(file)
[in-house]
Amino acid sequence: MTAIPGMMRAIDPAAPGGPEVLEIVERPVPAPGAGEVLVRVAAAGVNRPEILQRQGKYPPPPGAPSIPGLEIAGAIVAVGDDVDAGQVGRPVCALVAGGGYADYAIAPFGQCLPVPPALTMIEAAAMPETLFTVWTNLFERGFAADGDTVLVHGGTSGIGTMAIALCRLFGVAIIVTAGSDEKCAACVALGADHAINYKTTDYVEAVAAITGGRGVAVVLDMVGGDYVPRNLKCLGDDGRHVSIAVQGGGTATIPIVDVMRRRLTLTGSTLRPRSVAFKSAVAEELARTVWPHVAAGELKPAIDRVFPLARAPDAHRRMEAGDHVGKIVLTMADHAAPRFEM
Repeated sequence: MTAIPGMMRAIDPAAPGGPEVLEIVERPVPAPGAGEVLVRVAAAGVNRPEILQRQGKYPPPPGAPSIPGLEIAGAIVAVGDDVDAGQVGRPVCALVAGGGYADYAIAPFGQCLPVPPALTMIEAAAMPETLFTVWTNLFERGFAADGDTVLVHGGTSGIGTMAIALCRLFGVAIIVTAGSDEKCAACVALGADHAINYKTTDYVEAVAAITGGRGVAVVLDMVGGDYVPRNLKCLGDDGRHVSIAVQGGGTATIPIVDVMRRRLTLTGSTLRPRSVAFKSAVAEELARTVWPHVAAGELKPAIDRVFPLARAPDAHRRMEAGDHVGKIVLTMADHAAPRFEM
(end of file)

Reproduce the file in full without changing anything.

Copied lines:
[in-house]
Amino acid sequence: MTAIPGMMRAIDPAAPGGPEVLEIVERPVPAPGAGEVLVRVAAAGVNRPEILQRQGKYPPPPGAPSIPGLEIAGAIVAVGDDVDAGQVGRPVCALVAGGGYADYAIAPFGQCLPVPPALTMIEAAAMPETLFTVWTNLFERGFAADGDTVLVHGGTSGIGTMAIALCRLFGVAIIVTAGSDEKCAACVALGADHAINYKTTDYVEAVAAITGGRGVAVVLDMVGGDYVPRNLKCLGDDGRHVSIAVQGGGTATIPIVDVMRRRLTLTGSTLRPRSVAFKSAVAEELARTVWPHVAAGELKPAIDRVFPLARAPDAHRRMEAGDHVGKIVLTMADHAAPRFEM
Repeated sequence: MTAIPGMMRAIDPAAPGGPEVLEIVERPVPAPGAGEVLVRVAAAGVNRPEILQRQGKYPPPPGAPSIPGLEIAGAIVAVGDDVDAGQVGRPVCALVAGGGYADYAIAPFGQCLPVPPALTMIEAAAMPETLFTVWTNLFERGFAADGDTVLVHGGTSGIGTMAIALCRLFGVAIIVTAGSDEKCAACVALGADHAINYKTTDYVEAVAAITGGRGVAVVLDMVGGDYVPRNLKCLGDDGRHVSIAVQGGGTATIPIVDVMRRRLTLTGSTLRPRSVAFKSAVAEELARTVWPHVAAGELKPAIDRVFPLARAPDAHRRMEAGDHVGKIVLTMADHAAPRFEM